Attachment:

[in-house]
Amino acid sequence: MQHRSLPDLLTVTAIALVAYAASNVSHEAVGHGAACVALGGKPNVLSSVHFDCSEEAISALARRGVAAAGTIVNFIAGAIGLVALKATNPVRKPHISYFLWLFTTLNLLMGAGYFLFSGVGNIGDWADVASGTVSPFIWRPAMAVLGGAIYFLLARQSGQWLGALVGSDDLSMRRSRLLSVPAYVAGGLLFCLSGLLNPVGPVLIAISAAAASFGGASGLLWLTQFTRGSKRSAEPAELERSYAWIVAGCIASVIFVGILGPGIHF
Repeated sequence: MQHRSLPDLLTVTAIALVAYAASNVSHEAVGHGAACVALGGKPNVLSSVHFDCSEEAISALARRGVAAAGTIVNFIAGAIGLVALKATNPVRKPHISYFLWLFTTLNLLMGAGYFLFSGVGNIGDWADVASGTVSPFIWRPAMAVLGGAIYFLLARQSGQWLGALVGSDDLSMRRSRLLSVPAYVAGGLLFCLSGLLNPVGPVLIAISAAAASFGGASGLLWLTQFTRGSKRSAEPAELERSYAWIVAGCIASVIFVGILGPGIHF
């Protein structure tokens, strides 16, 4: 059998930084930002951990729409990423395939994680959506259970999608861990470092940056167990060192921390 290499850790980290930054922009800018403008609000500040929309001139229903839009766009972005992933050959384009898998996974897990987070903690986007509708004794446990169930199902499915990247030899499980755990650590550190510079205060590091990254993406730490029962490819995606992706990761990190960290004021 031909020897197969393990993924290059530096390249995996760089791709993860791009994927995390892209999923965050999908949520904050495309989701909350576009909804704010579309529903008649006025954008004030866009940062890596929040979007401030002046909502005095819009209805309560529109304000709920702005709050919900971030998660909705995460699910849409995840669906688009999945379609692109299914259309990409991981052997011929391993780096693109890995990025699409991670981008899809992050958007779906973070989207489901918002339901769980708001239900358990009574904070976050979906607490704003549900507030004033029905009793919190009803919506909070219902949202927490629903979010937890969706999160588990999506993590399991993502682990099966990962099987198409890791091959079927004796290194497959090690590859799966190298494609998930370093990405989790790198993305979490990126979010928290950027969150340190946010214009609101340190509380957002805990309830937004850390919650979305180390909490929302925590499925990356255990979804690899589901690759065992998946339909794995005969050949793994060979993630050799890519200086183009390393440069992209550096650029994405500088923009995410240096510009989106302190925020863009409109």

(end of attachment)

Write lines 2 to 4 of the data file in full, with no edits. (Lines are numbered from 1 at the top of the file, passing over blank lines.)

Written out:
Amino acid sequence: MQHRSLPDLLTVTAIALVAYAASNVSHEAVGHGAACVALGGKPNVLSSVHFDCSEEAISALARRGVAAAGTIVNFIAGAIGLVALKATNPVRKPHISYFLWLFTTLNLLMGAGYFLFSGVGNIGDWADVASGTVSPFIWRPAMAVLGGAIYFLLARQSGQWLGALVGSDDLSMRRSRLLSVPAYVAGGLLFCLSGLLNPVGPVLIAISAAAASFGGASGLLWLTQFTRGSKRSAEPAELERSYAWIVAGCIASVIFVGILGPGIHF
Repeated sequence: MQHRSLPDLLTVTAIALVAYAASNVSHEAVGHGAACVALGGKPNVLSSVHFDCSEEAISALARRGVAAAGTIVNFIAGAIGLVALKATNPVRKPHISYFLWLFTTLNLLMGAGYFLFSGVGNIGDWADVASGTVSPFIWRPAMAVLGGAIYFLLARQSGQWLGALVGSDDLSMRRSRLLSVPAYVAGGLLFCLSGLLNPVGPVLIAISAAAASFGGASGLLWLTQFTRGSKRSAEPAELERSYAWIVAGCIASVIFVGILGPGIHF
């Protein structure tokens, strides 16, 4: 059998930084930002951990729409990423395939994680959506259970999608861990470092940056167990060192921390 290499850790980290930054922009800018403008609000500040929309001139229903839009766009972005992933050959384009898998996974897990987070903690986007509708004794446990169930199902499915990247030899499980755990650590550190510079205060590091990254993406730490029962490819995606992706990761990190960290004021 031909020897197969393990993924290059530096390249995996760089791709993860791009994927995390892209999923965050999908949520904050495309989701909350576009909804704010579309529903008649006025954008004030866009940062890596929040979007401030002046909502005095819009209805309560529109304000709920702005709050919900971030998660909705995460699910849409995840669906688009999945379609692109299914259309990409991981052997011929391993780096693109890995990025699409991670981008899809992050958007779906973070989207489901918002339901769980708001239900358990009574904070976050979906607490704003549900507030004033029905009793919190009803919506909070219902949202927490629903979010937890969706999160588990999506993590399991993502682990099966990962099987198409890791091959079927004796290194497959090690590859799966190298494609998930370093990405989790790198993305979490990126979010928290950027969150340190946010214009609101340190509380957002805990309830937004850390919650979305180390909490929302925590499925990356255990979804690899589901690759065992998946339909794995005969050949793994060979993630050799890519200086183009390393440069992209550096650029994405500088923009995410240096510009989106302190925020863009409109």